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From Number-Crunching to Bass-Thumping
How does a man go from a successful career as a certified public accountant and tax consultant to leading his own jazz quartet — after fewer than five years of playing the bass seriously?
According to Alan Segal, the founder of the Alan Segal Quartet, part of the nonprofit Jazz Sanctuary, it’s all thanks to a life-threatening illness.
“In May 2006, I was diagnosed with a brain AVM” — an arteriovenous malformation is an abnormal connection between arteries and veins that can lead to bleeding in the brain and other serious medical issues — “and I underwent 13 hours of surgery and spent 33 days in the hospital,” he recalls.
As part of the rehab process, the 71-year-old Segal, who says that he “played at playing the bass” for a few years prior to his hospitalization, decided to take the instrument more seriously. “I had no sense of balance, I couldn’t read and my hand-eye coordination was shot,” he says, and playing the bass would address all of those issues.
Still, it’s one thing to use music as a rehabilitation tool; it’s something else entirely to use it to actually become a professional musician. Segal says that the impetus came from his desire to “give back to the community that gave to me. All of the people who came to visit with me, who came to pray with me — they gave me the heart to move forward. I had to figure out a way to give back.”
The result: Jazz Sanctuary, which is, according to Segal’s research, the only sponsored, charitable jazz-specific organization in the United States. Thanks to Segal’s decades in accounting and tax work, he was able to convince companies like National Penn Bank, Philadelphia Credit Union, South Jersey Federal Credit Union and others to pony up 65 percent of the Sanctuary’s annual budget (the rest comes from individual donations).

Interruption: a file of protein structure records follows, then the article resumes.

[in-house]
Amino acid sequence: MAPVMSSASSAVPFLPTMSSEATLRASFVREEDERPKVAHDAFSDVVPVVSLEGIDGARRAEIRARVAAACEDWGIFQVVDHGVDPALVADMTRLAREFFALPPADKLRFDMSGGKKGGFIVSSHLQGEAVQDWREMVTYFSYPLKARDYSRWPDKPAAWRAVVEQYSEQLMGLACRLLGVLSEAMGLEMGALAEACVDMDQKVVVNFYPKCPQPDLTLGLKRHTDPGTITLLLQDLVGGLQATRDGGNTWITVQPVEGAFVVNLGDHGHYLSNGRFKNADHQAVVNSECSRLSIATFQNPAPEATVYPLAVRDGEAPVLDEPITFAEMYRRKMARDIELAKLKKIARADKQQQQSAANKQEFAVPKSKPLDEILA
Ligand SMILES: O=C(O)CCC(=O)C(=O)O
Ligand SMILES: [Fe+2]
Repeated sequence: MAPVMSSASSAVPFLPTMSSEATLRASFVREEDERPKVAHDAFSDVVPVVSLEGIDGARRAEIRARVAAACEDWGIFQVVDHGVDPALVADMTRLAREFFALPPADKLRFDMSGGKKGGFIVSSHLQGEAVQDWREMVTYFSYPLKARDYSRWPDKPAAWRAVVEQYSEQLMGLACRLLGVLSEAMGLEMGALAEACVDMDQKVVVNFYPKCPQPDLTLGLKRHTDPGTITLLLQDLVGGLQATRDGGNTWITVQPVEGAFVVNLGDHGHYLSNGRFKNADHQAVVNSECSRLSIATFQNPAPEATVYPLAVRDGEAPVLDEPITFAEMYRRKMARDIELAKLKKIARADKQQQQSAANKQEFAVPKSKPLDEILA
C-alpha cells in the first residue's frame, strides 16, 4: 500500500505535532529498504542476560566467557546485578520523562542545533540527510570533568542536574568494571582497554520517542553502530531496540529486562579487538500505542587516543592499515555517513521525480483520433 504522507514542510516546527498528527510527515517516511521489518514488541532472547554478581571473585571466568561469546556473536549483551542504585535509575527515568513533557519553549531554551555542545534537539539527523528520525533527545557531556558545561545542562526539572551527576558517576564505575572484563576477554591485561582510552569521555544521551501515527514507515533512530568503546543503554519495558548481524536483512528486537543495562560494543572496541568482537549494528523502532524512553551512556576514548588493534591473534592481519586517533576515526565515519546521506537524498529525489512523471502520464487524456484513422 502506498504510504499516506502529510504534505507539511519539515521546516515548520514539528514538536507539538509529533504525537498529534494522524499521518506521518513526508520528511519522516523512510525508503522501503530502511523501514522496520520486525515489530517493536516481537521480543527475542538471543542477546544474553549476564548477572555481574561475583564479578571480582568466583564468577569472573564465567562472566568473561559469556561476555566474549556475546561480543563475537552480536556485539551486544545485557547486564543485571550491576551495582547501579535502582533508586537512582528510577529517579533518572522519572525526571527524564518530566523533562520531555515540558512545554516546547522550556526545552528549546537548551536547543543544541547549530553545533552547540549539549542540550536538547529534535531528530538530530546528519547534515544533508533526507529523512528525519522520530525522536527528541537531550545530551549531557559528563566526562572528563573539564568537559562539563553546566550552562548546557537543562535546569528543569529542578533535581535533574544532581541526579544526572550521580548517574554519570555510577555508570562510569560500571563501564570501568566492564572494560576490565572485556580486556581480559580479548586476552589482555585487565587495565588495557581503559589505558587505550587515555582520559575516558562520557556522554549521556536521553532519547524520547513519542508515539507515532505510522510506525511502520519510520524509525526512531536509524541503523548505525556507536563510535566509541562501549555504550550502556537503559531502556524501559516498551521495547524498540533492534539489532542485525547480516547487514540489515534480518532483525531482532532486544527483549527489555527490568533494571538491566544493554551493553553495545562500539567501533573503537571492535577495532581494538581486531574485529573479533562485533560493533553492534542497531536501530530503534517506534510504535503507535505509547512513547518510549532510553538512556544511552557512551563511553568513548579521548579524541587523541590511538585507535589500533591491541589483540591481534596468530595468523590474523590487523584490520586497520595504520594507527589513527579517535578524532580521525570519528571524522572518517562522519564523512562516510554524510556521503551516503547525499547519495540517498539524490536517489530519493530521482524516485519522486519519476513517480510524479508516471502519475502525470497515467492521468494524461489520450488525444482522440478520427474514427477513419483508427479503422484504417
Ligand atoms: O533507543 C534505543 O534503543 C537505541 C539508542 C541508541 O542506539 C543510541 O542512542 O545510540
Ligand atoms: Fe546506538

The donations allow Segal’s group to fulfill its mission of providing free jazz concerts in settings like Gloria Dei Church in South Philadelphia by paying the wages of the musicians except for Segal. He eschews payment, insisting that “I do it because I want to give back — and to be selfish about it, I want to play music!”
And play he does: Jazz Sanctuary performs an average of 50 concerts a year, everywhere from free concerts in houses of worship to benefit shows like a performance on March 1 at Citizens Bank Park to benefit the Joan Karnell Cancer Center at Pennsylvania Hospital. The group is still waiting to work out details for performing in area synagogues, he says.
Now that he has built up charitable donations and bookings to a sustainable level, Segal is focusing on the third — and, to his mind, the most important — part of his post-op mission: music education.
His aim is to put back what spending cuts are taking away from schools’ music education programs. To that end, he has hired a grant writer to apply for funds that would help him fulfill his vision of bringing music education to where the students are.
As a example, Segal says, “let’s say that a school has five children who want to take saxophone lessons.” The school would call Jazz Sanctuary to request instruction, and the group would then have a musician drive out to the school to teach. “We will come to them, and it becomes a win-win: the musician will get paid for teaching, and the student will learn for free.”
Segal has a lifelong understanding of how every little bit can help make a difference in people’s lives. “It all goes back to my grandmother,” he explains.
“In her kitchen, she had the little blue-and-white tin box with the Star of David on it,” he recalls, referring to the once ubiquitous Jewish National Fund box. “Everyone who walked by it would put in a dime, a nickel, whatever.”
While it may have taken a near-death experience for Segal to truly nderstand his grandmother’s focus on tzedakah, he fully embraces it now. “I think that the older you get,” he says, “you have to say that it’s not how much you make — it’s what you do with what you have.”
For more information on Jazz Sanctuary, go to: jazzsanctuary.com